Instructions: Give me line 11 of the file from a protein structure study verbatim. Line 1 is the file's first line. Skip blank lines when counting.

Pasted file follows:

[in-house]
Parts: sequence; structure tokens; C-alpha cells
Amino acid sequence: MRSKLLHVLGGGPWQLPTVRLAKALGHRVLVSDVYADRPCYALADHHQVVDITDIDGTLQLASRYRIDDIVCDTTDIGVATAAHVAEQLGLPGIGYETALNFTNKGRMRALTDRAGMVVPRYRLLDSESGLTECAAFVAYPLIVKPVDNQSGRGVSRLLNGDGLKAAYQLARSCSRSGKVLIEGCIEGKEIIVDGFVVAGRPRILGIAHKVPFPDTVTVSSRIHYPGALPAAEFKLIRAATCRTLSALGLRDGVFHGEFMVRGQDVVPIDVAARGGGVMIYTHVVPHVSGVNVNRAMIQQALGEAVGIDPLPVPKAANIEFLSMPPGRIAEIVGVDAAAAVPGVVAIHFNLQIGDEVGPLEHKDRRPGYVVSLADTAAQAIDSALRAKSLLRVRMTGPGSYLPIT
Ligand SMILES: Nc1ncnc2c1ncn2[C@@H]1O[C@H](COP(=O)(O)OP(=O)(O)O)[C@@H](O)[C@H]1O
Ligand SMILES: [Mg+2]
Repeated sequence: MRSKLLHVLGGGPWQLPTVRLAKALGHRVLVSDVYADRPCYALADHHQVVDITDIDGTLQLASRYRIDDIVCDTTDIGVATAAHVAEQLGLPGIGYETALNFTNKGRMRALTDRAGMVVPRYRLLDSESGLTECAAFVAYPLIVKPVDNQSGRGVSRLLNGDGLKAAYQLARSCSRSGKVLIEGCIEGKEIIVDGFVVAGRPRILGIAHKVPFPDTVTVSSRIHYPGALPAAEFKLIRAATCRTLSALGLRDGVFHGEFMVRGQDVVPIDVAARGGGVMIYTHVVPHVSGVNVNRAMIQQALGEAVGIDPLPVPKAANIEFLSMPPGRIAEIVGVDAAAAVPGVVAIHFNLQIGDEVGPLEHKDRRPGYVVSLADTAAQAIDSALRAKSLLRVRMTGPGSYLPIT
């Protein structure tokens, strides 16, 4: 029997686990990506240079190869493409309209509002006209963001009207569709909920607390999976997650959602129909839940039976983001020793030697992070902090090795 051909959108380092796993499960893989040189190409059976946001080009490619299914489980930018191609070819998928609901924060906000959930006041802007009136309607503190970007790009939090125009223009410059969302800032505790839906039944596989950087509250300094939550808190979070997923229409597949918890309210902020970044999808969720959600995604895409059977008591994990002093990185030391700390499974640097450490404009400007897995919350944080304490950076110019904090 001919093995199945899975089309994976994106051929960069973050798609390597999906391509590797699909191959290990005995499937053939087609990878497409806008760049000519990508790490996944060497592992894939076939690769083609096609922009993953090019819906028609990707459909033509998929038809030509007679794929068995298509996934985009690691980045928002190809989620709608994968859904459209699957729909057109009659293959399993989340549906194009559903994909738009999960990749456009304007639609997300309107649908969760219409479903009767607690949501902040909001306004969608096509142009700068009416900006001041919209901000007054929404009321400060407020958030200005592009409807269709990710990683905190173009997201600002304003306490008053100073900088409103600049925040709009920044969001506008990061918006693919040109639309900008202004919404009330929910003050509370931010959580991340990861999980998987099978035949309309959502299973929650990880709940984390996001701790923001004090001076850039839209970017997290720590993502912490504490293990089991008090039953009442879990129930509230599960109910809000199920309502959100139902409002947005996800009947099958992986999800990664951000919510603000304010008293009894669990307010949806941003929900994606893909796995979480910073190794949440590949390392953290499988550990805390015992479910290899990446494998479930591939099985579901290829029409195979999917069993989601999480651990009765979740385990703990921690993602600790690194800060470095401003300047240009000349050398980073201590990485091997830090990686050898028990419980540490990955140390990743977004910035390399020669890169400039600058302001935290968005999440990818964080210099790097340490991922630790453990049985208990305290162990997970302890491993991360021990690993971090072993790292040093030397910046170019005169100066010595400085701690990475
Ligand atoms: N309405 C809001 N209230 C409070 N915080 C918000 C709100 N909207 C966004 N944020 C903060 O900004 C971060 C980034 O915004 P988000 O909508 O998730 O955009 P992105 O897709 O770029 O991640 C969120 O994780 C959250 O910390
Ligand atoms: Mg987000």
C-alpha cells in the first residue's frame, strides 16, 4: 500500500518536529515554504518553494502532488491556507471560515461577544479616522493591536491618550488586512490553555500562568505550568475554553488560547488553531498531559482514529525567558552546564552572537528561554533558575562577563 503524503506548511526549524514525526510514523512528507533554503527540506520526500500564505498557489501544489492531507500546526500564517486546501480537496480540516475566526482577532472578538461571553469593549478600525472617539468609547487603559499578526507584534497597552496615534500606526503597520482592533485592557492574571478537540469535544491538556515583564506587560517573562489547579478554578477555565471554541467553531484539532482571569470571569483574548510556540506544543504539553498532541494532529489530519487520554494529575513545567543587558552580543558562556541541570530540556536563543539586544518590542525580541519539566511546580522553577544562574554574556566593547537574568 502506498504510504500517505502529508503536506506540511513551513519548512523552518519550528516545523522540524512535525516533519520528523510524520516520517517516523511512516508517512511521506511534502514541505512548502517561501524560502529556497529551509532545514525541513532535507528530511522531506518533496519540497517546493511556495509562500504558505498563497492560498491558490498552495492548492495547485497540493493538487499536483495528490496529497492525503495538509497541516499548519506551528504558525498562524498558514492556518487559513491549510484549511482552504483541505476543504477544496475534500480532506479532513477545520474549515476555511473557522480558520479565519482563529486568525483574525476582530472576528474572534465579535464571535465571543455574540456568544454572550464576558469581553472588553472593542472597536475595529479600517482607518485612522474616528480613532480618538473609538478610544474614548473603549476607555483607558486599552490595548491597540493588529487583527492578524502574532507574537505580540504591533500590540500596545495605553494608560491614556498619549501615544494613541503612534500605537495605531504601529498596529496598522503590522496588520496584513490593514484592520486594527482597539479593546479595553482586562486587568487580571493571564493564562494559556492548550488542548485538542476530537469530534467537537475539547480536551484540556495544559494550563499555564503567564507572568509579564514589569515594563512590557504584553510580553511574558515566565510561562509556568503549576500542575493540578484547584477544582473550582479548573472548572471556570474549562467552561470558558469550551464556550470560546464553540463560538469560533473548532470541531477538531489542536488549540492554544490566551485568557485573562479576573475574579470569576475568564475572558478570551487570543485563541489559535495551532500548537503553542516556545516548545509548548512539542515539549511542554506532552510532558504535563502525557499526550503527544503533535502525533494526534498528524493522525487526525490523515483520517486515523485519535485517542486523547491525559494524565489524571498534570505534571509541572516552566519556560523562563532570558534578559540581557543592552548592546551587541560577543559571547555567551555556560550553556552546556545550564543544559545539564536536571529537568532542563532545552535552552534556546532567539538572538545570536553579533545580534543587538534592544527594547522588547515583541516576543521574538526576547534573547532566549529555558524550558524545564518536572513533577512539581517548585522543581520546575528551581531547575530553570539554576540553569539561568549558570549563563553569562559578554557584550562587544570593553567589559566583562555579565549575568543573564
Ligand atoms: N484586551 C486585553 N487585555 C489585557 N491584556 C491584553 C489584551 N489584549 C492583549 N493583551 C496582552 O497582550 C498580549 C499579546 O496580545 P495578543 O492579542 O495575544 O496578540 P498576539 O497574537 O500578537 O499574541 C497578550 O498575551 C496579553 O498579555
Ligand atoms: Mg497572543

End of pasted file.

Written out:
Ligand atoms: N484586551 C486585553 N487585555 C489585557 N491584556 C491584553 C489584551 N489584549 C492583549 N493583551 C496582552 O497582550 C498580549 C499579546 O496580545 P495578543 O492579542 O495575544 O496578540 P498576539 O497574537 O500578537 O499574541 C497578550 O498575551 C496579553 O498579555